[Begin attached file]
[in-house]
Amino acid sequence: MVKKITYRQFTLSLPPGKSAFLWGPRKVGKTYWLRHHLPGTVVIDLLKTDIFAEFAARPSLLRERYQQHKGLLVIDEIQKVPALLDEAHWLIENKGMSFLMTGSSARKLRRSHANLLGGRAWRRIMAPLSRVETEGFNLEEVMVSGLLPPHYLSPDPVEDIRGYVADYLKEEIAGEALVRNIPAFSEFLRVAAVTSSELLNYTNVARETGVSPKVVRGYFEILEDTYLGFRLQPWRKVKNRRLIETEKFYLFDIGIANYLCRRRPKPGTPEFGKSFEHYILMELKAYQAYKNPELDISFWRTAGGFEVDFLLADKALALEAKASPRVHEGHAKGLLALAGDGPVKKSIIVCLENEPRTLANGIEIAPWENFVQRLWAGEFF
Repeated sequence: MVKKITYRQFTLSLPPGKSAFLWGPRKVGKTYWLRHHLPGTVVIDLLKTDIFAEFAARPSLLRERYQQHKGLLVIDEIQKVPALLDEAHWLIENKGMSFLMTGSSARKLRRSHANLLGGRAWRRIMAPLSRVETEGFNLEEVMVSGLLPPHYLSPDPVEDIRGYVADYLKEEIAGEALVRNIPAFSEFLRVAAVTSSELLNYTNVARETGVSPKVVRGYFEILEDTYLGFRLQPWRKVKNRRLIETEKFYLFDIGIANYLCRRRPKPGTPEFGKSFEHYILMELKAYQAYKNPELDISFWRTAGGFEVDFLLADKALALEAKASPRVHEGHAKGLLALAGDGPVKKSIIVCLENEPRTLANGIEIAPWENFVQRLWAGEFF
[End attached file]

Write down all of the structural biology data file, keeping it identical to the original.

[in-house]
Amino acid sequence: MVKKITYRQFTLSLPPGKSAFLWGPRKVGKTYWLRHHLPGTVVIDLLKTDIFAEFAARPSLLRERYQQHKGLLVIDEIQKVPALLDEAHWLIENKGMSFLMTGSSARKLRRSHANLLGGRAWRRIMAPLSRVETEGFNLEEVMVSGLLPPHYLSPDPVEDIRGYVADYLKEEIAGEALVRNIPAFSEFLRVAAVTSSELLNYTNVARETGVSPKVVRGYFEILEDTYLGFRLQPWRKVKNRRLIETEKFYLFDIGIANYLCRRRPKPGTPEFGKSFEHYILMELKAYQAYKNPELDISFWRTAGGFEVDFLLADKALALEAKASPRVHEGHAKGLLALAGDGPVKKSIIVCLENEPRTLANGIEIAPWENFVQRLWAGEFF
Repeated sequence: MVKKITYRQFTLSLPPGKSAFLWGPRKVGKTYWLRHHLPGTVVIDLLKTDIFAEFAARPSLLRERYQQHKGLLVIDEIQKVPALLDEAHWLIENKGMSFLMTGSSARKLRRSHANLLGGRAWRRIMAPLSRVETEGFNLEEVMVSGLLPPHYLSPDPVEDIRGYVADYLKEEIAGEALVRNIPAFSEFLRVAAVTSSELLNYTNVARETGVSPKVVRGYFEILEDTYLGFRLQPWRKVKNRRLIETEKFYLFDIGIANYLCRRRPKPGTPEFGKSFEHYILMELKAYQAYKNPELDISFWRTAGGFEVDFLLADKALALEAKASPRVHEGHAKGLLALAGDGPVKKSIIVCLENEPRTLANGIEIAPWENFVQRLWAGEFF